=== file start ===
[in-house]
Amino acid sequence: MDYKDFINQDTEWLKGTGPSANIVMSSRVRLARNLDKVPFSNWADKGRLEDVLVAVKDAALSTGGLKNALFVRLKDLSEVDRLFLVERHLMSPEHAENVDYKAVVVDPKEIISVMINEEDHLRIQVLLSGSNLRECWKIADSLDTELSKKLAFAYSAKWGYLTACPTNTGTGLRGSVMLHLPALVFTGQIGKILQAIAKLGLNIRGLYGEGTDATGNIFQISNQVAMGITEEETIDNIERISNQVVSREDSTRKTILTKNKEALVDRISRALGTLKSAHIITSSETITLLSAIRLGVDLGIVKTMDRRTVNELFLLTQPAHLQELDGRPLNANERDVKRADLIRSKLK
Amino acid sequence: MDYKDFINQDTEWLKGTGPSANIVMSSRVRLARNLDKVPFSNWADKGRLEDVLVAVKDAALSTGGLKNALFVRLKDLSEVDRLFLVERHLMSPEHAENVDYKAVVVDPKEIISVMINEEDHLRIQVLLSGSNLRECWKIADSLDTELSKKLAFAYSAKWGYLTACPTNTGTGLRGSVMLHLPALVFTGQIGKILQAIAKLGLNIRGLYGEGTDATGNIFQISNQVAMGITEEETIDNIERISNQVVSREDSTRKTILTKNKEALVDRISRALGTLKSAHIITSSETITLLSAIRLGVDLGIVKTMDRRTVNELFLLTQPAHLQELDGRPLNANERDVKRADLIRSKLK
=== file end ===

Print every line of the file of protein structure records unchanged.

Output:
[in-house]
Amino acid sequence: MDYKDFINQDTEWLKGTGPSANIVMSSRVRLARNLDKVPFSNWADKGRLEDVLVAVKDAALSTGGLKNALFVRLKDLSEVDRLFLVERHLMSPEHAENVDYKAVVVDPKEIISVMINEEDHLRIQVLLSGSNLRECWKIADSLDTELSKKLAFAYSAKWGYLTACPTNTGTGLRGSVMLHLPALVFTGQIGKILQAIAKLGLNIRGLYGEGTDATGNIFQISNQVAMGITEEETIDNIERISNQVVSREDSTRKTILTKNKEALVDRISRALGTLKSAHIITSSETITLLSAIRLGVDLGIVKTMDRRTVNELFLLTQPAHLQELDGRPLNANERDVKRADLIRSKLK
Amino acid sequence: MDYKDFINQDTEWLKGTGPSANIVMSSRVRLARNLDKVPFSNWADKGRLEDVLVAVKDAALSTGGLKNALFVRLKDLSEVDRLFLVERHLMSPEHAENVDYKAVVVDPKEIISVMINEEDHLRIQVLLSGSNLRECWKIADSLDTELSKKLAFAYSAKWGYLTACPTNTGTGLRGSVMLHLPALVFTGQIGKILQAIAKLGLNIRGLYGEGTDATGNIFQISNQVAMGITEEETIDNIERISNQVVSREDSTRKTILTKNKEALVDRISRALGTLKSAHIITSSETITLLSAIRLGVDLGIVKTMDRRTVNELFLLTQPAHLQELDGRPLNANERDVKRADLIRSKLK